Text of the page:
Oct/Nov 2016 Poetry Special Feature

I Confide in Mina Harker about My Divorce

by Jennifer Finstrom

Image courtesy of the British Library Online Photo Collection

I Confide in Mina Harker about My Divorce

I am anxious, and it soothes me to express myself here; it is like whispering to one's self and listening at the same time. —From Mina Murray's journal, Dracula

But when I see that she wants to tell me things herself,
I stop mid-sentence and let her speak. She used to be
Mina Murray, she tells me, and still remains herself
in the quiet of the night when she goes to the window
and looks out, hoping to see something approaching

on the horizon, never mind what it is or what it brings.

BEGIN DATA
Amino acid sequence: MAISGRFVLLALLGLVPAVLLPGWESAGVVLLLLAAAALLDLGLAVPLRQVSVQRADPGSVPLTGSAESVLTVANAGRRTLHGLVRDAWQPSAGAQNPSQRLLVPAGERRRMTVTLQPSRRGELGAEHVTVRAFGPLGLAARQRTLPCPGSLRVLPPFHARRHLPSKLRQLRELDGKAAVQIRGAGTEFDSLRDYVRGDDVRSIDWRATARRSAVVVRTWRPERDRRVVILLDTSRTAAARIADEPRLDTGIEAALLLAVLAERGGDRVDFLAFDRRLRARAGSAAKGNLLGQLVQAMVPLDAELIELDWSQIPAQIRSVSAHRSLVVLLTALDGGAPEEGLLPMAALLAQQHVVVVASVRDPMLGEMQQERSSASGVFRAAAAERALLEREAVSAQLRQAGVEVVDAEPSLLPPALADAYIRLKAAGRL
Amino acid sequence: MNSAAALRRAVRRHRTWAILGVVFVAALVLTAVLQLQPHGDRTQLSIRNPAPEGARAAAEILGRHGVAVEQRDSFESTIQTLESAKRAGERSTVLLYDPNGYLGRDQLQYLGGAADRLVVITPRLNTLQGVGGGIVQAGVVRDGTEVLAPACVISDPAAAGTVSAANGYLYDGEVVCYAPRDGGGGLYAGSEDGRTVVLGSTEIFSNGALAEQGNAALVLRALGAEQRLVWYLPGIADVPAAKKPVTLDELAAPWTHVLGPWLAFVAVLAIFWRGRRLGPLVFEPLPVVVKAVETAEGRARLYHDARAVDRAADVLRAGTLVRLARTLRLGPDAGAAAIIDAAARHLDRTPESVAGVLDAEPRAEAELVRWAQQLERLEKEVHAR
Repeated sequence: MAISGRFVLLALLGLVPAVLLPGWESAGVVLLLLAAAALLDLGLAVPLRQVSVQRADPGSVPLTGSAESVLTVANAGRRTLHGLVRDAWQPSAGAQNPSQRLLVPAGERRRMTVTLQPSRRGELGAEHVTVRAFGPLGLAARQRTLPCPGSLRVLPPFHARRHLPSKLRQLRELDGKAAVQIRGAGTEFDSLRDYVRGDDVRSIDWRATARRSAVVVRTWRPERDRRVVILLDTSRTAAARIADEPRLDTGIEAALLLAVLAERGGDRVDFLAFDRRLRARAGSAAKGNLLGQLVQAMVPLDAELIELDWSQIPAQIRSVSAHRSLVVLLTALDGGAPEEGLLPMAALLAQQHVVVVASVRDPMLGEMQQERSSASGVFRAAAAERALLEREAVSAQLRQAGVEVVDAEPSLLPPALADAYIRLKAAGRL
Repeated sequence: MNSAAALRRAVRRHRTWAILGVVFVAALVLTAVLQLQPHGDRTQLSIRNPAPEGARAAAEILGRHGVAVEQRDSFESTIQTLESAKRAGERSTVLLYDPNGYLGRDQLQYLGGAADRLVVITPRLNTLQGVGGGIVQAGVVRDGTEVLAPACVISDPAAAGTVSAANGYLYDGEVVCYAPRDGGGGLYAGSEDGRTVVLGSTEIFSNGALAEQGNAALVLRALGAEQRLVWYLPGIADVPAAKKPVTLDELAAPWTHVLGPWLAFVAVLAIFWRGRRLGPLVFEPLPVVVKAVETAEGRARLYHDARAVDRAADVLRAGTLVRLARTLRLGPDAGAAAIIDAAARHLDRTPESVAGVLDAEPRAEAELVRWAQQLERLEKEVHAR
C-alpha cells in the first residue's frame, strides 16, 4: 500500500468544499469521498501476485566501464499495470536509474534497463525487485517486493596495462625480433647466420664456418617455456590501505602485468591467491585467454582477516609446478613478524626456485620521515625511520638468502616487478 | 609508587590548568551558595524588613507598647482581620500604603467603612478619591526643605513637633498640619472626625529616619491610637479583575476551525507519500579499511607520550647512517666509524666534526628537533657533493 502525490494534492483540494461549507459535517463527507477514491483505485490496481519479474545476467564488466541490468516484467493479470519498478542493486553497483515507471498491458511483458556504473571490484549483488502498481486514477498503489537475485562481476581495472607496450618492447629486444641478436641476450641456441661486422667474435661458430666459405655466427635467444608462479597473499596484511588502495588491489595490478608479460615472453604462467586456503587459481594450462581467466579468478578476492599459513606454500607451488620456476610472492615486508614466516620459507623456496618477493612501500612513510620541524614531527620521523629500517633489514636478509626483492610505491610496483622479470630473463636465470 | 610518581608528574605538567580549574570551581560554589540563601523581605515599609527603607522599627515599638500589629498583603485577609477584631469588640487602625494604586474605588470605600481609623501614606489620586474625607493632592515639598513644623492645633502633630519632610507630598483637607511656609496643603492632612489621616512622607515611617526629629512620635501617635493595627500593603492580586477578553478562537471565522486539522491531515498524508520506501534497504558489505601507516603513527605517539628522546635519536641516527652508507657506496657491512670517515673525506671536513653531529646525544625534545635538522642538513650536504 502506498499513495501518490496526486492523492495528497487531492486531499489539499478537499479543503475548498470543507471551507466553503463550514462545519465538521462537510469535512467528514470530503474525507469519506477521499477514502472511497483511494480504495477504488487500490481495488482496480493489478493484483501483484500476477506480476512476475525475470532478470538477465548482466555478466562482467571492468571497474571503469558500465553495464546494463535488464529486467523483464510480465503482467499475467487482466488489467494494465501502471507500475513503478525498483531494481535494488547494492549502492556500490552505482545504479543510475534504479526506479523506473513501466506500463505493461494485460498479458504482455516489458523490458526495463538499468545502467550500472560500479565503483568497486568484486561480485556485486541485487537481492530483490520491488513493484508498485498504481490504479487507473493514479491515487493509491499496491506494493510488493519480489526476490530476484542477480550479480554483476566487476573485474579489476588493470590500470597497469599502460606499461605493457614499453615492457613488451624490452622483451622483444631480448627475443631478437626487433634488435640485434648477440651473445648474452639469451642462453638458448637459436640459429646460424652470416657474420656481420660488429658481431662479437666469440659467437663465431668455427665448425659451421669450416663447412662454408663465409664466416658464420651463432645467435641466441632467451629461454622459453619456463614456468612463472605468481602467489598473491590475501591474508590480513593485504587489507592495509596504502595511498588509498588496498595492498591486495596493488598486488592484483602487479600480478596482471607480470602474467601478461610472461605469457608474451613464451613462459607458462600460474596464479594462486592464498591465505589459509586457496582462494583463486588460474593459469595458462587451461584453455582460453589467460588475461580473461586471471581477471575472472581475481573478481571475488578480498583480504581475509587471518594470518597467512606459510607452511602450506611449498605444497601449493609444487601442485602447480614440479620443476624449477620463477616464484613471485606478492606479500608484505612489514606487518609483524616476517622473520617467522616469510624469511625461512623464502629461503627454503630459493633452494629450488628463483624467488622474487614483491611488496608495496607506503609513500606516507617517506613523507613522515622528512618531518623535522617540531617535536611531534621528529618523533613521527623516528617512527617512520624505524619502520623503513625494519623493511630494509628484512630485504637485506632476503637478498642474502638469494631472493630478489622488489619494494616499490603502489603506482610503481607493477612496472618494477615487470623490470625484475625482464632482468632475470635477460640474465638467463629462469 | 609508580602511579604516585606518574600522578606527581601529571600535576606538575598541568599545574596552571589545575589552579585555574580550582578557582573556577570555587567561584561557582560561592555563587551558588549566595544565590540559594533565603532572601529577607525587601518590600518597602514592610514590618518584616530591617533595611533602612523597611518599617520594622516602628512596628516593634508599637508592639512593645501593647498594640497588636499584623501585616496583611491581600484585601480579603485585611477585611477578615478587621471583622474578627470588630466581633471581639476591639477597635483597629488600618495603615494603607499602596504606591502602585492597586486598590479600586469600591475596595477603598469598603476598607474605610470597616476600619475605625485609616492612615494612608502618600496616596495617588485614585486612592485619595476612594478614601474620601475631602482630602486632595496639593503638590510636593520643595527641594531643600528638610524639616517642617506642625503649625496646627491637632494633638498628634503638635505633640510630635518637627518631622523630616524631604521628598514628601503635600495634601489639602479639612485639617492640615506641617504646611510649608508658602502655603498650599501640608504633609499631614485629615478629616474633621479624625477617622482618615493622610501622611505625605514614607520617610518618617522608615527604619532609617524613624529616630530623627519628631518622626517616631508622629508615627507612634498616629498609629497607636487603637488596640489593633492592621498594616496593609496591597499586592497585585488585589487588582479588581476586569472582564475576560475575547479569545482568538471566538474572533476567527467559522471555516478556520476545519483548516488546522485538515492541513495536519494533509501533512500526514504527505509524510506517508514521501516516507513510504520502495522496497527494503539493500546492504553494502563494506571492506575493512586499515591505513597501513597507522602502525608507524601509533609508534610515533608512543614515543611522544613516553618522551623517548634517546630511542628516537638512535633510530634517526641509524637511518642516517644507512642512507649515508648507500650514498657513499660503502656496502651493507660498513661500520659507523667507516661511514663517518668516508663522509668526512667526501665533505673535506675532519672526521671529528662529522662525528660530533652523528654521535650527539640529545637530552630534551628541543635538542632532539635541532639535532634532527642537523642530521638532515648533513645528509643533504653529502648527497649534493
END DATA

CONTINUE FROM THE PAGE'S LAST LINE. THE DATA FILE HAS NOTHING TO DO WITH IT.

She hopes for visions, illusions, the arrival of the ships
from other lands that fill her dreams, but sometimes
when she wakes she is certain she has been buried alive.
This is a waking dream too. Her husband is a solicitor,

has grown predictable, doesn't like the past to be mentioned.
But the past is all there is: the only bridge to the present,
the circular path that leads back to the self, the narrow box
that buries us all alive, and now there is nothing
that I can tell her that she doesn't already know.


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